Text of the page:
Muscle stretches can also help alleviate the aches and pains that come with overuse of fingers, wrists, elbows, and shoulders. Hayes says that when she starts feeling pain in her shoulders, she will do neck stretches and shoulder rolls at her desk. She goes on to note that taking every opportunity to exercise throughout the day "helps to release tension."
Sedentary work habits don't just threaten the eyes and the hands; they can also affect nutrition. Missing meals is often a result of putting in an intense day at the office, but it doesn't have to be that way. Hayes eats two small meals at work everyday, consisting of coffee and toast or cereal for breakfast, and then a salad, sandwich, or bowl of soup for lunch. Between getting her proper nutritional intake and exercising whenever possible, she says she feels the health benefits in the form of increased productivity.
Prabhakar believes that eating nutritional foods improves his work performance. "I try to eat local, seasonal produce as much as possible," he says. "I definitely feel that eating well helps my alertness." He adds that in addition to good eating habits, staying hydrated helps him stay productive.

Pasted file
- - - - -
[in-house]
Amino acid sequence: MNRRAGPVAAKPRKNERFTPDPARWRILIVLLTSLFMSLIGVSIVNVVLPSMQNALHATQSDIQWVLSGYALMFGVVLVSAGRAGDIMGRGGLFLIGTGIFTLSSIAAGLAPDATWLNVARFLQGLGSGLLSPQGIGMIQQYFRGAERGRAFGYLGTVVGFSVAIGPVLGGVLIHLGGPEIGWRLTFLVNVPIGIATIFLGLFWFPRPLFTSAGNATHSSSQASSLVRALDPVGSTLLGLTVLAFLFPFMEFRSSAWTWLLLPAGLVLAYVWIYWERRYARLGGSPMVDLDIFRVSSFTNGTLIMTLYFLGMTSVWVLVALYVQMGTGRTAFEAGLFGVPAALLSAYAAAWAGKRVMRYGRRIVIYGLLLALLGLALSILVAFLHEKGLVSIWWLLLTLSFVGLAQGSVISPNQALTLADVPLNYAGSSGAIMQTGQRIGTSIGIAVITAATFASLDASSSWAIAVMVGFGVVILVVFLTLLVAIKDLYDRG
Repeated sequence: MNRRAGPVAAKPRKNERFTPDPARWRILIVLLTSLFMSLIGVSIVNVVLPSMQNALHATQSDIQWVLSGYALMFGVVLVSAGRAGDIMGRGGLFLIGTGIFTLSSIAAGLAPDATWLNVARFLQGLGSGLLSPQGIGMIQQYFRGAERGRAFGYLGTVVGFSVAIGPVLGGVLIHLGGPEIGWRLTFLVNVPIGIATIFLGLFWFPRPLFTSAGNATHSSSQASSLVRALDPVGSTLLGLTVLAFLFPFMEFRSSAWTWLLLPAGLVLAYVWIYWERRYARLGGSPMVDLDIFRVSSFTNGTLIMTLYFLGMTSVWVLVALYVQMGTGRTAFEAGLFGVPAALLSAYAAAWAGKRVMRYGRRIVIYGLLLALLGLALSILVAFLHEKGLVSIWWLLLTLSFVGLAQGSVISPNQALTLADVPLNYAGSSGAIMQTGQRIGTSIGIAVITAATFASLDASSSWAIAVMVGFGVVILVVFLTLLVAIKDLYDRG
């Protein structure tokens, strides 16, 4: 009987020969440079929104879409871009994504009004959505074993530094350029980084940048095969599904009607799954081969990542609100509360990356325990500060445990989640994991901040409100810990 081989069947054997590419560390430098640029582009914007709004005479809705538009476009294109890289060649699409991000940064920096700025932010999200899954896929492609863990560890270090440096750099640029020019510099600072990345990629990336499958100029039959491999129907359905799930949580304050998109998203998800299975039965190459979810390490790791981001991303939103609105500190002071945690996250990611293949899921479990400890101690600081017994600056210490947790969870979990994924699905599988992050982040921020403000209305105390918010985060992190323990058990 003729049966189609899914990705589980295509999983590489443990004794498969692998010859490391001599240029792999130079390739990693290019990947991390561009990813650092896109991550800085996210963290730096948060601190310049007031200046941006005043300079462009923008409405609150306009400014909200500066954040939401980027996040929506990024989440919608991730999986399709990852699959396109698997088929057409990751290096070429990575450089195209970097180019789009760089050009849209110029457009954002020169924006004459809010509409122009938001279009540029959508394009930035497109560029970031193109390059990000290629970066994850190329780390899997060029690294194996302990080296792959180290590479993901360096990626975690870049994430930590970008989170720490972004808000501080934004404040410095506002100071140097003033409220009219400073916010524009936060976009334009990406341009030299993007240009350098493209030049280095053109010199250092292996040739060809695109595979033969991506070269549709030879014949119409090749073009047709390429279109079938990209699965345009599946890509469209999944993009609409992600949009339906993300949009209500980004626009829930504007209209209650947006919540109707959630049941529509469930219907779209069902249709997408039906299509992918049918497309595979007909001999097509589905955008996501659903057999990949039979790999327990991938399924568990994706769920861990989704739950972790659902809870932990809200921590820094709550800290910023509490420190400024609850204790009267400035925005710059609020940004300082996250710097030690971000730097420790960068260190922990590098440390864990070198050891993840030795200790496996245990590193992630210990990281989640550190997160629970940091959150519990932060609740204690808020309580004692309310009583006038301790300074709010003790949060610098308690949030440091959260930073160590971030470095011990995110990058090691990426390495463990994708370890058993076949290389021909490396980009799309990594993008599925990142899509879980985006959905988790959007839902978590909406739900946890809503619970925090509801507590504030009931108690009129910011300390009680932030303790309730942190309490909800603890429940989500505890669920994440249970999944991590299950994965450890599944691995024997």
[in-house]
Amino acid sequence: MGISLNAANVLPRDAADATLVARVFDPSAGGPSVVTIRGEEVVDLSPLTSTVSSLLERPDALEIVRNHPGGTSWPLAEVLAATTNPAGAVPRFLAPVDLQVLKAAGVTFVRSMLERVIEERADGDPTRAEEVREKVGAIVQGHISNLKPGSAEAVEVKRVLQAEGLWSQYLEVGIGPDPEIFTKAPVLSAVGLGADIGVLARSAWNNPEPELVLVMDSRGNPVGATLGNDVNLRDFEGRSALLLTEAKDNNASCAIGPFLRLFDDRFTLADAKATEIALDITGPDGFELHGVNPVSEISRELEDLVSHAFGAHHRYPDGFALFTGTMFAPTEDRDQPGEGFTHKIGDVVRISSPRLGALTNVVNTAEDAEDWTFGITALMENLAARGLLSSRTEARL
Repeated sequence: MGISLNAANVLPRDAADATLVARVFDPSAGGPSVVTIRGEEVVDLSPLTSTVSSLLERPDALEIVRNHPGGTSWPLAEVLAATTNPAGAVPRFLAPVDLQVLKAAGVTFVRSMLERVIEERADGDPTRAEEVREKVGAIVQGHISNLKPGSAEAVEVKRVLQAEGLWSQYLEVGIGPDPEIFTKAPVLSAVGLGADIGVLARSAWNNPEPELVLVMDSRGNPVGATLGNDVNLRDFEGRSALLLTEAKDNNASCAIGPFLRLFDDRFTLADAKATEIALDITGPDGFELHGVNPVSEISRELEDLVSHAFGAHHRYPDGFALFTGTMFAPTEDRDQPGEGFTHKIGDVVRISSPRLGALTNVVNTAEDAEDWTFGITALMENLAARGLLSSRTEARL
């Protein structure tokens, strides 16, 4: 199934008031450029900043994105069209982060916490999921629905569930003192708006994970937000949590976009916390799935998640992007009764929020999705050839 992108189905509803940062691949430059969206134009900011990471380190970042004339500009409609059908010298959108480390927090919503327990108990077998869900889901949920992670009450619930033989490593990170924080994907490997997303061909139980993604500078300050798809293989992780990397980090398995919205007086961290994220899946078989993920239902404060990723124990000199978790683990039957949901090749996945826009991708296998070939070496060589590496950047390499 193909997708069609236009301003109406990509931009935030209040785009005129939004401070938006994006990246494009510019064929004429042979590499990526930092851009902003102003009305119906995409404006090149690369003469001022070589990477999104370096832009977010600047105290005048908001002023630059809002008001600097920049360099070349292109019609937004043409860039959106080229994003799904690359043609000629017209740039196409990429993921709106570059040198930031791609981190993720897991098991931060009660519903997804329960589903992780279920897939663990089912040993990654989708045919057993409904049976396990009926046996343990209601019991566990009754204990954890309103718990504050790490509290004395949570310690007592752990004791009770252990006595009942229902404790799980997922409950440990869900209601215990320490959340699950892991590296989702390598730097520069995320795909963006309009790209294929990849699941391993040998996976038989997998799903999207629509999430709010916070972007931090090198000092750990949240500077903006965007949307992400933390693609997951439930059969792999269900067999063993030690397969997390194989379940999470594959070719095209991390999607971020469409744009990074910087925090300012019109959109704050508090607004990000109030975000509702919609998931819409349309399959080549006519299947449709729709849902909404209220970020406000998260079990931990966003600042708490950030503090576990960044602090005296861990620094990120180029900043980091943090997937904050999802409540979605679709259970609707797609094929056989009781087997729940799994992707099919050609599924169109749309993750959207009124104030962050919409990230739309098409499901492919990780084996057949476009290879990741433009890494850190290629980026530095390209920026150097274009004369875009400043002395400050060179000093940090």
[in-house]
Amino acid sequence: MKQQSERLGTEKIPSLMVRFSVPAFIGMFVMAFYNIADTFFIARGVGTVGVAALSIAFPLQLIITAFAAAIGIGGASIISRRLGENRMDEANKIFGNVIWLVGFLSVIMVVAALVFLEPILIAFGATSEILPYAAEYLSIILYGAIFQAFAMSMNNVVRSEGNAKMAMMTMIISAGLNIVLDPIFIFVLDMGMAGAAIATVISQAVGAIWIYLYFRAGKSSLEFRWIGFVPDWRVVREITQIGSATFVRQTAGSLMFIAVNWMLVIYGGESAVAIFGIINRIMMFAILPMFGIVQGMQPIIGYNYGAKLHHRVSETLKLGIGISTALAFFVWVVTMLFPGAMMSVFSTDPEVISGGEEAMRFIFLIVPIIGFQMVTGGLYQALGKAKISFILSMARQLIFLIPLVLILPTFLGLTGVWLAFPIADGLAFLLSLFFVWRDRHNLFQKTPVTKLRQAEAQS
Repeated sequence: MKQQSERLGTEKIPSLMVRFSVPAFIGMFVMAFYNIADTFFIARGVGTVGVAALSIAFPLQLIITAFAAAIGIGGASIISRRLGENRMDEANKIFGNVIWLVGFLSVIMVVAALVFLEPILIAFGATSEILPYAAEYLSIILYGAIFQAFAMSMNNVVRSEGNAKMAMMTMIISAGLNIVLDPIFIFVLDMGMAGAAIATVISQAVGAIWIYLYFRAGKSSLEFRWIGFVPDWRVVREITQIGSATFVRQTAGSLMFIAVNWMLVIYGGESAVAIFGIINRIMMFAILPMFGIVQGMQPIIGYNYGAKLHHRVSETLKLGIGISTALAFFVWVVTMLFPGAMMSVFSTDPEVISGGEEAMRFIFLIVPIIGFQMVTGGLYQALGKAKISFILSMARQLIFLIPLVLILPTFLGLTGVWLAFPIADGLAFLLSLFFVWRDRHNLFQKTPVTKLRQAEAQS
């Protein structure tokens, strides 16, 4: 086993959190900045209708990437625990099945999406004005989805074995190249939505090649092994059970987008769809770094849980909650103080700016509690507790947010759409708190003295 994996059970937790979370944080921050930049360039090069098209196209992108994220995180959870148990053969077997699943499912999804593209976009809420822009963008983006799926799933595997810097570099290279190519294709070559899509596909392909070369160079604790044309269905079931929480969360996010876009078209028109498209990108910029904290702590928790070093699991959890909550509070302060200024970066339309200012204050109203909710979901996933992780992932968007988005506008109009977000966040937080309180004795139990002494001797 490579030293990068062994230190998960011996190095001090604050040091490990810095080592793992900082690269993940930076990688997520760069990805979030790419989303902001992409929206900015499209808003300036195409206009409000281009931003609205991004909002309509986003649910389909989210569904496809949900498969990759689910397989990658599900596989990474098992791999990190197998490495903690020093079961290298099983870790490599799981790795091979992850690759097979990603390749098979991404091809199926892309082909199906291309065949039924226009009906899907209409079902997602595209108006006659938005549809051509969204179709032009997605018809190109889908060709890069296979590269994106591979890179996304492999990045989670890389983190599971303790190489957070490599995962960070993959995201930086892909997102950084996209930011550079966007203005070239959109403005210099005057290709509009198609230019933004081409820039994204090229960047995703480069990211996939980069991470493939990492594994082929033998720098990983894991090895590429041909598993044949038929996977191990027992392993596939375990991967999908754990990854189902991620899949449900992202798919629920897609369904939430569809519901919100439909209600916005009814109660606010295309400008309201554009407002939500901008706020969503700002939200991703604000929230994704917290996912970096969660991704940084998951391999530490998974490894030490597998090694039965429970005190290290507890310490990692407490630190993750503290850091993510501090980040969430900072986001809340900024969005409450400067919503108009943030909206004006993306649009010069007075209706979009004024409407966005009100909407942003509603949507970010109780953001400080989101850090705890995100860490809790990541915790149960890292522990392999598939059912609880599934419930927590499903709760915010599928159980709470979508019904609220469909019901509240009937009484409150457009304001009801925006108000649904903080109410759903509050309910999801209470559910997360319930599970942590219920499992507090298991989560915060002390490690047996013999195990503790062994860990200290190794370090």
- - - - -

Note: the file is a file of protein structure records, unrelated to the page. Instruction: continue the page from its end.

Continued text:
Although it is often not possible to tailor the work environment exactly to a person's health needs, there are many things that can be done to overcome these obstacles. Research has shown that moving around whenever possible, altering chair and keyboard configurations, and eating regular nutritious meals can go a long way toward enhancing productivity. From taking short breaks to changing the computer monitor's luminance levels, small adjustments during the workday can make a big difference in personal health.
Read more about ergonomics and radiology in "Perpetual Motion" in the May 2012 ACR Bulletin at http://bit.ly/PerpetualMotion.
By Chris Hobson